There were a total of 8,891 deaths registered in England and Wales in the week to July 24th, according to the Office for National Statistics (ONS), 161 fewer than the five-year average of 9,052, PA reports.
This is the sixth week in a row that deaths have been below the five-year average.
Of the deaths registered in the week to July 24th, 217 mentioned COVID-19 on the death certificate – the lowest number of deaths involving COVID-19 since the week ending March 20th, when there was 103 deaths.
What was all that about a “second wave” Boris?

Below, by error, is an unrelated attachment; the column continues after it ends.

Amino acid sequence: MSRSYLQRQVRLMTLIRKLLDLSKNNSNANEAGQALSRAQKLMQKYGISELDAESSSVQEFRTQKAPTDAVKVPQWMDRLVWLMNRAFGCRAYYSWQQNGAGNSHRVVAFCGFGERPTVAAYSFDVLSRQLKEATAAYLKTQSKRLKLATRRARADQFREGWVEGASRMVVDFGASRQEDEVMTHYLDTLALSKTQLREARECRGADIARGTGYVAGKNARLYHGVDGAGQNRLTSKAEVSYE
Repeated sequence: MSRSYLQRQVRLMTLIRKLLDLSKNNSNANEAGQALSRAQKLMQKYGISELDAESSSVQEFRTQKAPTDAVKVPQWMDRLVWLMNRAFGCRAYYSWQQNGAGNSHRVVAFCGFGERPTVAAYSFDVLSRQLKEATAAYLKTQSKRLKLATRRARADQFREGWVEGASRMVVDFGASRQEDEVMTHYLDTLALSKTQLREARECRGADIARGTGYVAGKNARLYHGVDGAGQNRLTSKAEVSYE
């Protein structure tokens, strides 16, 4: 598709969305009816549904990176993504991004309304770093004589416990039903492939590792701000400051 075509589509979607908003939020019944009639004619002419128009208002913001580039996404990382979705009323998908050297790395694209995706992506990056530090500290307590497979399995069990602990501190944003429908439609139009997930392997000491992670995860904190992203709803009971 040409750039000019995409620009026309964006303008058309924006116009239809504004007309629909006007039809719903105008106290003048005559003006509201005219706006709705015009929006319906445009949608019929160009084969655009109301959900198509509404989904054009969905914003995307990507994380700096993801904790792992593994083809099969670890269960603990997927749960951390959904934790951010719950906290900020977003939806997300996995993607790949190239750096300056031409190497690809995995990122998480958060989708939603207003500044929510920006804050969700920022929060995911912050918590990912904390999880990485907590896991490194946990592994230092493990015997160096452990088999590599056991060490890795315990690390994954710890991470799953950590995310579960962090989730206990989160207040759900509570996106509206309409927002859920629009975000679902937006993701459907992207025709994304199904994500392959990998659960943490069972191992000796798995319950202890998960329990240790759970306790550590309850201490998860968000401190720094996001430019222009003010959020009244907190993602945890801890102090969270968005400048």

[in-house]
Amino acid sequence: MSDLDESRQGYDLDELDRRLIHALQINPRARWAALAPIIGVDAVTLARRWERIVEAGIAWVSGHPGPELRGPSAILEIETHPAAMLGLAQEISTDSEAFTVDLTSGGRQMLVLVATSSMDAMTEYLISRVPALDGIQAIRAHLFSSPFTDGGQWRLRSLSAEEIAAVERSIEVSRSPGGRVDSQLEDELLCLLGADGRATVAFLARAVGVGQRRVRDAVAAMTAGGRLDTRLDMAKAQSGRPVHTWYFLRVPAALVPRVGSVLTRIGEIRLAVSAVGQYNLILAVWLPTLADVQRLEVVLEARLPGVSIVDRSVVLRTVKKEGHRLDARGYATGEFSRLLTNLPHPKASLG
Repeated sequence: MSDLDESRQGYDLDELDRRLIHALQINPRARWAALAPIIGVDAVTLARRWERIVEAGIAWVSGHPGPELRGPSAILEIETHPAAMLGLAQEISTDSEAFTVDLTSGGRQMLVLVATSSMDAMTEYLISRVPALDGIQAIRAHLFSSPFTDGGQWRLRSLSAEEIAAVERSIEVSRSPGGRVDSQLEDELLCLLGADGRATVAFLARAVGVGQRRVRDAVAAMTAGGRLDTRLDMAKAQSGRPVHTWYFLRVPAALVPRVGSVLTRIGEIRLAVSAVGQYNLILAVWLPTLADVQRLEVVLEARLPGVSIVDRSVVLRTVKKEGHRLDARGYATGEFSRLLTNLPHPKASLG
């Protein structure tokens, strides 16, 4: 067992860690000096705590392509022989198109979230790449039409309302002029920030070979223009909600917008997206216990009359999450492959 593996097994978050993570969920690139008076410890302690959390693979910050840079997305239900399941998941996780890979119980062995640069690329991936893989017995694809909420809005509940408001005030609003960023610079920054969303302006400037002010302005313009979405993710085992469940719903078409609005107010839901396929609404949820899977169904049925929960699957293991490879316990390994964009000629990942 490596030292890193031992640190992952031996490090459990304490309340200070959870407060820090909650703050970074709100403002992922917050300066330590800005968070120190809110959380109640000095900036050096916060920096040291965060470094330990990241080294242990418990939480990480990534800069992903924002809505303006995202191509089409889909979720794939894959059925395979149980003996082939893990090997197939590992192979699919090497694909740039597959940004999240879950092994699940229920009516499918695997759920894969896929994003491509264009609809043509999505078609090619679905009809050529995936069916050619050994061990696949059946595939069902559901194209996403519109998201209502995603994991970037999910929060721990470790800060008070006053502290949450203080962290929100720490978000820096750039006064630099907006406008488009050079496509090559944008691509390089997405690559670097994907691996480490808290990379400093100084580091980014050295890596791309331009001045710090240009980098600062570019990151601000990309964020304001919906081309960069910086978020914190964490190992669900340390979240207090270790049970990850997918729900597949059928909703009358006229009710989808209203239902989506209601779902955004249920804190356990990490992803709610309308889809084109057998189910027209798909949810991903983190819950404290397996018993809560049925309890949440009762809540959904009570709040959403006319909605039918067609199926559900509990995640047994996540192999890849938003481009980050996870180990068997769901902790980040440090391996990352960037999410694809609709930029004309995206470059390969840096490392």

The ONS has published a chart showing, among other things, that the number of people dying from influenza and pneumonia has been below the five-year average (the dotted lines) since mid-April. Could it be that deaths from respiratory failure that would normally be attributed to influenza and pneumonia are being falsely attributed to COVID-19? Dr John Lee warned of that risk in his first article for the Spectator. “It might appear far more of a killer than flu, simply because of the way deaths are recorded,” he wrote.